• Is this program accredited by the Council on Accreditation (COA) of Nurse Anesthesia Educational Programs?
  • Can I attend this program part time?
  • Are online classes available?
  • What clinical sites are available for my internship?
  • Will the school place me, or do I need to find my own placement?
  • What kind of experience does the faculty have?
  • What jobs do graduates of this program hold?
  • What is the structure of the internships in this program?
  • Do I need to take prerequisites for this program?
  • Do I need to take the GRE?

Nurse Anesthetist Certification

After completing your nurse anesthetist program, you’ll be ready to take the certification exam administered by the National Board of Certification and Recertification for Nurse Anesthetists (NBCRNA). You’ll answer a minimum of 100 computerized questions related to advanced nursing and anesthesia, though the test may ask up to 170 questions as it determines with certainty whether you pass or fail.

You’ll receive preliminary results once you’ve completed the exam, and official results will be mailed to you within four weeks. If you’ve passed, verification of your certification will be sent to your state board of nursing, and you can then complete any additional state licensing requirements.

Continuing Education

The NBCRNA oversees continuing education and recertification for CRNAs under the Continued Professional Certification (CPC) program. This program sets the number of continuing education credits needed by nurse anesthetists every four years, along with testing requirements every eight years.

The CPC divides credits into Class A, Class B, and Core Module. You’ll need to earn some in each category every four years to maintain your certification.

Credit Level Requirement

Type of Credit

Class A Credits

60 credits every four years

Coursework directly related to administering or improving anesthesia care; these credits must be from board-approved providers and must be documented appropriately to count for recertification

Class B Credits

40 credits every four years

Courses or service work related to CRNA professional development, including life support renewal, conferences, or volunteer leadership roles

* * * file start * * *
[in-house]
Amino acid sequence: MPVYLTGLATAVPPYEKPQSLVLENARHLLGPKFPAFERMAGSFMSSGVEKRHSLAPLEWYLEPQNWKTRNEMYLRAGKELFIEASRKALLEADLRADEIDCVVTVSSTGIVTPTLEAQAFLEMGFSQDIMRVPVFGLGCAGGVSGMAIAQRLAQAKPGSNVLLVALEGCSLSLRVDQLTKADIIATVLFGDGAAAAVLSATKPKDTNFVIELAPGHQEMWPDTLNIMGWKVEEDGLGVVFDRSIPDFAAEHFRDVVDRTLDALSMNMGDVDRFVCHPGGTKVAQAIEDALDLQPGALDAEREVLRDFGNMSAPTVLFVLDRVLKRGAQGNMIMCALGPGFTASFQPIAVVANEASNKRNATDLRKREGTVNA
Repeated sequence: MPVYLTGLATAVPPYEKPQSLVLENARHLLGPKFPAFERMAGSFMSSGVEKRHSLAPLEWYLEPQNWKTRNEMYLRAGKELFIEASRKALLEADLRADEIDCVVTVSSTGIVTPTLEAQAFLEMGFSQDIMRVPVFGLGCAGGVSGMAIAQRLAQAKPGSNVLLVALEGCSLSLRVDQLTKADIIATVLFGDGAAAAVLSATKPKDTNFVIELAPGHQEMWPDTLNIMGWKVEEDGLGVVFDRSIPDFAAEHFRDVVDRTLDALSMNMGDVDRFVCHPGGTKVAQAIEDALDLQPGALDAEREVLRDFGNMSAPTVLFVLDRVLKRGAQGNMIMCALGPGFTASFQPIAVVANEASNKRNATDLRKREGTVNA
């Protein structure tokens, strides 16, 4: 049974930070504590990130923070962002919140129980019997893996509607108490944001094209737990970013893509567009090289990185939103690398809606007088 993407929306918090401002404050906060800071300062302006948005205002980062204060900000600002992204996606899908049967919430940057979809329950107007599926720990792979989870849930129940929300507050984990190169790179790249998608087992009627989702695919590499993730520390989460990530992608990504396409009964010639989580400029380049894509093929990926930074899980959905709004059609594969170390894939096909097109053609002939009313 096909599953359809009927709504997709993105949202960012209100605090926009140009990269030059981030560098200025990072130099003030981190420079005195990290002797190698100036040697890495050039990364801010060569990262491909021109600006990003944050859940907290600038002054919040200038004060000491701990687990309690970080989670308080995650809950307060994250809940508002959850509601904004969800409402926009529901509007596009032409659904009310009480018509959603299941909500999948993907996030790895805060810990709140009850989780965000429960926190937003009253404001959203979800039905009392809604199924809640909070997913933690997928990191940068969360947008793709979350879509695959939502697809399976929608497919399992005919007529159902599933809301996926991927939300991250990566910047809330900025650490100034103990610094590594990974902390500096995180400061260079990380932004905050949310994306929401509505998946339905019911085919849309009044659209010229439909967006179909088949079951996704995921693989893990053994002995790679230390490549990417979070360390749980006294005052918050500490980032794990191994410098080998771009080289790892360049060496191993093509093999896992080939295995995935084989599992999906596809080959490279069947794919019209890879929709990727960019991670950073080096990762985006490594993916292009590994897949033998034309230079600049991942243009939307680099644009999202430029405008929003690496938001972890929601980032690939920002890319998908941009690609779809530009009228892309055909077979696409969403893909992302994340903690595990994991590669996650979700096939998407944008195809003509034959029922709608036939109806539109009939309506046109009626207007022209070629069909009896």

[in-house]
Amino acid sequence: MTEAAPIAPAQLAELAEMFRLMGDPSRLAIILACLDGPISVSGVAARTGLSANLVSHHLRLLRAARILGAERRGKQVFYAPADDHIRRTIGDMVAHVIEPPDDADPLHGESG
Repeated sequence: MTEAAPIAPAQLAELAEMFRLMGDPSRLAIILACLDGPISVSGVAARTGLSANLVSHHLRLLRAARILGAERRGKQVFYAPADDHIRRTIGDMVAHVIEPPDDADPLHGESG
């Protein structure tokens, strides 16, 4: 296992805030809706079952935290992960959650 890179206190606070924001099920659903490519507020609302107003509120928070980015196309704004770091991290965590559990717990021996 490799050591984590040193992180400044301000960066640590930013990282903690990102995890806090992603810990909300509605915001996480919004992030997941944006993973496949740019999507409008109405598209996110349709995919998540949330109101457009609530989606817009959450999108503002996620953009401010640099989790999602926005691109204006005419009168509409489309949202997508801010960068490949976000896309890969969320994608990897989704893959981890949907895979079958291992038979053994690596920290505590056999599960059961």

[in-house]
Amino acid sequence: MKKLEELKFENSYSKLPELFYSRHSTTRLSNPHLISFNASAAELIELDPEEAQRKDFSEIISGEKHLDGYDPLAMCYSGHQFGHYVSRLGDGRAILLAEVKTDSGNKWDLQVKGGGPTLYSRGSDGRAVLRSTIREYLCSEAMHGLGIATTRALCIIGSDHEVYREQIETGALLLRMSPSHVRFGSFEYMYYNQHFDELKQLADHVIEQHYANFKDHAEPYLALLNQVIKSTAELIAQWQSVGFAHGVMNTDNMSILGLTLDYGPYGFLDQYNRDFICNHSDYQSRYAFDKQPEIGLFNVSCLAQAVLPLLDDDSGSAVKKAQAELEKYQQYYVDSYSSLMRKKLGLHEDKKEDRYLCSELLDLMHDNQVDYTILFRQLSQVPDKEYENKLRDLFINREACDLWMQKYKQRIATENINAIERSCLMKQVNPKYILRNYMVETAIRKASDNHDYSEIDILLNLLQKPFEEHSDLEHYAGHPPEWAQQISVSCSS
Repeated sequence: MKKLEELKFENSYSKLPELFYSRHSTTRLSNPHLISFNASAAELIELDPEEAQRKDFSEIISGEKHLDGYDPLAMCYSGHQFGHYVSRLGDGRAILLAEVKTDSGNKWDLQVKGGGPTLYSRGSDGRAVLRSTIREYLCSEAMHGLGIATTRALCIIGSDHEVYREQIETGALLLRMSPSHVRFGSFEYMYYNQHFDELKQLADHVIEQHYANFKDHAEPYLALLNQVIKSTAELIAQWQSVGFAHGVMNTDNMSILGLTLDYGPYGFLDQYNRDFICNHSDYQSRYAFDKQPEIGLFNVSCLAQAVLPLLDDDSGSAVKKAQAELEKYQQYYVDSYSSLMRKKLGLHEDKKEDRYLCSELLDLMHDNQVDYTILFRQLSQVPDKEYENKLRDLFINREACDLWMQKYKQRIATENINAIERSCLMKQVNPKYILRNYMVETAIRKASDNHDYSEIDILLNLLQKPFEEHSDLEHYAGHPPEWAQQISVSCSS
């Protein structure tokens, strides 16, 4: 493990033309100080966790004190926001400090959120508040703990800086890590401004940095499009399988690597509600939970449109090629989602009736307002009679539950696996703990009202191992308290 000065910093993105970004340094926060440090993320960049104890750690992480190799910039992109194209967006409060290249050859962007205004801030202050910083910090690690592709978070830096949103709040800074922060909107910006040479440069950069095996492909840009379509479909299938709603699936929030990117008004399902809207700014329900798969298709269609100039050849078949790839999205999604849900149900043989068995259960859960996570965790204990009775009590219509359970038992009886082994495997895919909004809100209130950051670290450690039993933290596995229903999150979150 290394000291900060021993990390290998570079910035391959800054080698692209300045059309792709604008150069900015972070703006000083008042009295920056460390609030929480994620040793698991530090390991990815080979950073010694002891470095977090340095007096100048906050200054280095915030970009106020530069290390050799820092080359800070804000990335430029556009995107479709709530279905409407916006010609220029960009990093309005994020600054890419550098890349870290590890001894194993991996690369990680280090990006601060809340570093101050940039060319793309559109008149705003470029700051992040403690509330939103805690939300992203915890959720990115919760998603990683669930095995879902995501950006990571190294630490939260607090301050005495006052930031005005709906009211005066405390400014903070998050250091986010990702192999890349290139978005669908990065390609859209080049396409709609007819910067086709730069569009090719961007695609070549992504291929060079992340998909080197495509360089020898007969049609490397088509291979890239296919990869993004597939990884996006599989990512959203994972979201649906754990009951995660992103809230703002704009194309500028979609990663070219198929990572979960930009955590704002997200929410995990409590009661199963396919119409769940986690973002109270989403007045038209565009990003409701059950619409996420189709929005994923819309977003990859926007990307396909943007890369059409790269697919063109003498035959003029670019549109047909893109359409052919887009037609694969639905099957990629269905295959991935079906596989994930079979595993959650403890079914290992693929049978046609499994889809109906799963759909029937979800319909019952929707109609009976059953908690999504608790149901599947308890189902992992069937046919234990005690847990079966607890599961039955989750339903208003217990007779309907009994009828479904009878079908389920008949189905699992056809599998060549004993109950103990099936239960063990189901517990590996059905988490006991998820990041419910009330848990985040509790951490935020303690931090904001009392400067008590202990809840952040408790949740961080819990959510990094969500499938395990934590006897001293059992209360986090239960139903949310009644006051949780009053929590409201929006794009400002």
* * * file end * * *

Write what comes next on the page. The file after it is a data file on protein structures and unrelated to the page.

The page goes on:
Core Modules

Four credits every four years

Courses addressing key topics that apply to all areas of nurse anesthesia, including airway management, applied clinical pharmacology, human physiology and pathophysiology, and anesthesia equipment and technology

Every eight years, you’ll need to take a comprehensive exam that includes the latest developments in nurse anesthesia to ensure that you are practicing at the highest level as a CRNA. The exam isn’t pass/fail, but you’ll need to take additional continuing education if it’s determined that you don’t meet standards in a particular area.

A Growing Field

Working as a certified registered nurse anesthetist can advance your nursing career and provide you with many professional opportunities. CRNAs are in high demand, with job growth projected at 9% through 2032.

“Certified Registered Nurse Anesthetists have a long and distinguished track record of high-quality care provision. The movement to doctoral education for CRNAs is not about better care … that’s already part of the ‘DNA’ of the CRNA,” says Preston. “Rather, this move is more about boosting the scientific foundation and furthering the beneficial reach of nurse anesthesia beyond the bedside and into the structure and sources of health care policy, health care economics, and health care delivery.”

There are many educational pathways to this sought-after, rewarding career that can be tailored to your lifestyle, family responsibilities, budget, and professional goals.

malia jacobson

Written and reported by:

Malia Jacobson

Contributing Writer

john preston

With professional insight from:

John C. Preston, DNSc, CRNA, FNAP, APRN

Chief credentialing officer for the National Board of Certification and Recertification for Nurse Anesthetists (NBCRNA)